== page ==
The in basket: Tim Kennedy of Bremerton has raised a familiar issue.
“I am truly concerned about the young drivers coming and going from Klahowya Secondary School,” he said in an e-mail to the county, which reached me second-hand.
“Someone is going to get killed. In the two-plus years I have been driving my daughter to school I have seen the results of multiple collisions at that intersection. I have seen three sets of cars in process of being cleared and on many occasions the plastic debris from other collisions.
“I do not want some family to have to deal with the tragedy or loss of a loved one because the county could not see the true need for a traffic signal at this intersection,” Tim said.
Tim suggested a signal that operates red-green only at the beginning and end of the school day.
The out basket: I was CC’d a copy of the county’s response to Tim, which comes from Traffic Engineer Jeff Shea, who has explained the county’s reluctance to put a signal there in Road Warrior before. That position hasn’t changed. In short, he said the county already has done a lot to make that intersection safer and accident records say it’s working.
“A significant investment of road funds has already been made at this intersection,” Jeff said, “The Public Works Department has provided additional street lighting, signage, warning flashers, and new technology utilizing rapid flashing pedestrian beacons.
“A traffic signal is an expensive traffic control device. In this location a traffic signal would cost in the range of $500,000 to $1 million. You are correct that we can program them to operate with minor impact to the mainstream flow of traffic during non-school traffic periods. However, a traffic control signal exerts a significant influence on both operations and safety on the intersecting streets, so it is imperative we only install warranted signals.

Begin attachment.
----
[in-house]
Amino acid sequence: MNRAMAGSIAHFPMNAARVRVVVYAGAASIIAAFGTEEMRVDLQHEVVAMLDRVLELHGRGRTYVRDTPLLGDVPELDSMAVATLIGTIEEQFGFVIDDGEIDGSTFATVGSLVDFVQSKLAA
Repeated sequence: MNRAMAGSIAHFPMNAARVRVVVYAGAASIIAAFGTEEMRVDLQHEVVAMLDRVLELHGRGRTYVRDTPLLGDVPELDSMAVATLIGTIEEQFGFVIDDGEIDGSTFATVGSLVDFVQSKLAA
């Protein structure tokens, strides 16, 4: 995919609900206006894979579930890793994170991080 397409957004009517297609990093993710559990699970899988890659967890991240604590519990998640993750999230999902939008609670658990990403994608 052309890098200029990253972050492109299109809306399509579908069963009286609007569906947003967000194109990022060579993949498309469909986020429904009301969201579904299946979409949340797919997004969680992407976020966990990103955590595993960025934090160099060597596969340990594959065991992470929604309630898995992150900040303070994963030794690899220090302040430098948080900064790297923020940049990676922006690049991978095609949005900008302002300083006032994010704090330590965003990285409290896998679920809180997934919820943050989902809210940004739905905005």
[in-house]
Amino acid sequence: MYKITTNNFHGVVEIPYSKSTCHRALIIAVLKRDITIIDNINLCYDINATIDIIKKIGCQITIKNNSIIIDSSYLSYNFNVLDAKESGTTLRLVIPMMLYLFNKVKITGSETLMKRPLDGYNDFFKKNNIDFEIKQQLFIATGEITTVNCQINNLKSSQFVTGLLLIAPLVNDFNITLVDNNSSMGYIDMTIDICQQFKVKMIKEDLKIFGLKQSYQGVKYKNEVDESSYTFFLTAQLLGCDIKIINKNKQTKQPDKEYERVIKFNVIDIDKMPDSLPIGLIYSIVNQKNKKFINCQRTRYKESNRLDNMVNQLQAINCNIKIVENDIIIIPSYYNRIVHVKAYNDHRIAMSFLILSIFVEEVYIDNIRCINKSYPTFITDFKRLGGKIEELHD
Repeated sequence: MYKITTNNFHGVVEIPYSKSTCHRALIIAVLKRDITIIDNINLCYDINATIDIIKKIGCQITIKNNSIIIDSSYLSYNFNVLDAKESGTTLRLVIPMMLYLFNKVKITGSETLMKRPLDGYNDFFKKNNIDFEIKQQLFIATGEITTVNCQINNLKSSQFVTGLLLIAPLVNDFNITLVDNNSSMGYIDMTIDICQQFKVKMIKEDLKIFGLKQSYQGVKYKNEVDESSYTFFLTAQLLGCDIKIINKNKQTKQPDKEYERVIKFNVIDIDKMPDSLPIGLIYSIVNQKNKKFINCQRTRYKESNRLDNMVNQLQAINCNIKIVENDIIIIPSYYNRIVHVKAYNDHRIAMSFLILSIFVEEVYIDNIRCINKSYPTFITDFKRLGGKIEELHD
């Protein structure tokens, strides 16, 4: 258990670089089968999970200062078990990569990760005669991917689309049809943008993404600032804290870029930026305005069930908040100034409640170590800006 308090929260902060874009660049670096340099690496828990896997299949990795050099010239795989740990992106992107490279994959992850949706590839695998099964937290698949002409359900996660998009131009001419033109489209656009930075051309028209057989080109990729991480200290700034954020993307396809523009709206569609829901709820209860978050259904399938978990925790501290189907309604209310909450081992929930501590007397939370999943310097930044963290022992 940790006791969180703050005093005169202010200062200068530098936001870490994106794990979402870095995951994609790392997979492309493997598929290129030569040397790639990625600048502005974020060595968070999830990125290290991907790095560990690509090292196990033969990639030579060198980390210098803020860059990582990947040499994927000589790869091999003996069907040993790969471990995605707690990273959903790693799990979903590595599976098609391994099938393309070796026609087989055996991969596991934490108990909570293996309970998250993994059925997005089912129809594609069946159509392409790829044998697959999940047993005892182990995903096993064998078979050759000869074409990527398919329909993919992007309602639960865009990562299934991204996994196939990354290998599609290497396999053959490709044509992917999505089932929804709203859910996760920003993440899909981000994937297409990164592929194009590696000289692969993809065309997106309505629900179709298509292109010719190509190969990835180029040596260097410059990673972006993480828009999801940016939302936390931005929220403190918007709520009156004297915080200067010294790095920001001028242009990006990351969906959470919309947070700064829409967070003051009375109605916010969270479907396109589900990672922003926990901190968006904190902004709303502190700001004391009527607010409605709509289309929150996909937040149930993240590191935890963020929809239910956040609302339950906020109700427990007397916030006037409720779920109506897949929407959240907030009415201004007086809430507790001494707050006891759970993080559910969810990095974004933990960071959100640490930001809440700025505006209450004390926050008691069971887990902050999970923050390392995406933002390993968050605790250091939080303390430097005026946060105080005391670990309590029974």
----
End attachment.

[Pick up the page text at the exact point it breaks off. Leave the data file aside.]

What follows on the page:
“Since a signal is such an expensive device to install and maintain, we only consider them if they meet the criteria spelled out in the Manual on Uniform Traffic Control Devices (a federal document that sets national standards for traffic control devices).
“This location does not currently meet these warrants for a signal installation.
“Signals are primarily installed to allow for the orderly movement of traffic and improved operation of an intersection. However, they can also be installed due to a collision history if a signal will reduce the types of collisions that the intersection is experiencing, such as right angle collisions.
“The minimum number of collisions to meet this warrant is five within a 12-month period. In this location there were only two collisions in 2008, two in 2009 and none in both 2010 and 2011.
“Another consideration in signal placement is that signals can cause more accidents; especially rear-end collisions, than existed before the signal was installed.
“Our Annual Road Improvement Program project selection process relies heavily on documented and potential safety concerns. We review all our collision records on a bi-yearly basis for the purpose of identifying high accident intersections, corridors, and spot location. The high accident locations are then evaluated for safety countermeasures and potential safety improvement projects.
“No amount of safety improvement eliminates mistakes made by poor driving habits and bad decisions. There are many safety improvements in place here, and the recent accident history shows a reduction in collisions. We will continue to monitor the data at this location.”